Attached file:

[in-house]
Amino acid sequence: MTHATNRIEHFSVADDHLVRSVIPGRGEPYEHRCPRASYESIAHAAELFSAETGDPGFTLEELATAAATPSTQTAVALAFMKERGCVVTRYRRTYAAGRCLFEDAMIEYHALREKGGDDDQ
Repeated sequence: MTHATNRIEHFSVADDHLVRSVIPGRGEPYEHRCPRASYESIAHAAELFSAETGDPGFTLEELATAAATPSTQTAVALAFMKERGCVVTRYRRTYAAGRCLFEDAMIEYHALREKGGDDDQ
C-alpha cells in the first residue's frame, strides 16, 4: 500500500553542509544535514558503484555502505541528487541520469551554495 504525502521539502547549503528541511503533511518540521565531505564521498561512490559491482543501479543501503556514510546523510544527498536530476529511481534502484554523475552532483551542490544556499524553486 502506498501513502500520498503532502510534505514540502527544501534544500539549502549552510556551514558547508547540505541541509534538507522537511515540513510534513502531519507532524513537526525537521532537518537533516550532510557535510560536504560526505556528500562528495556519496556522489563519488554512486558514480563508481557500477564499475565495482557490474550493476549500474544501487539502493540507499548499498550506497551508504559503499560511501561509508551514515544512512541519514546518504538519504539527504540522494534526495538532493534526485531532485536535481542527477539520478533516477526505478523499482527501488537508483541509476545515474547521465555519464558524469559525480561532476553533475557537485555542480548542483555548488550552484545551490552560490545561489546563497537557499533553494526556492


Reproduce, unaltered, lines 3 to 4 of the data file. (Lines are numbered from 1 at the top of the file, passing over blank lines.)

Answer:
Repeated sequence: MTHATNRIEHFSVADDHLVRSVIPGRGEPYEHRCPRASYESIAHAAELFSAETGDPGFTLEELATAAATPSTQTAVALAFMKERGCVVTRYRRTYAAGRCLFEDAMIEYHALREKGGDDDQ
C-alpha cells in the first residue's frame, strides 16, 4: 500500500553542509544535514558503484555502505541528487541520469551554495 504525502521539502547549503528541511503533511518540521565531505564521498561512490559491482543501479543501503556514510546523510544527498536530476529511481534502484554523475552532483551542490544556499524553486 502506498501513502500520498503532502510534505514540502527544501534544500539549502549552510556551514558547508547540505541541509534538507522537511515540513510534513502531519507532524513537526525537521532537518537533516550532510557535510560536504560526505556528500562528495556519496556522489563519488554512486558514480563508481557500477564499475565495482557490474550493476549500474544501487539502493540507499548499498550506497551508504559503499560511501561509508551514515544512512541519514546518504538519504539527504540522494534526495538532493534526485531532485536535481542527477539520478533516477526505478523499482527501488537508483541509476545515474547521465555519464558524469559525480561532476553533475557537485555542480548542483555548488550552484545551490552560490545561489546563497537557499533553494526556492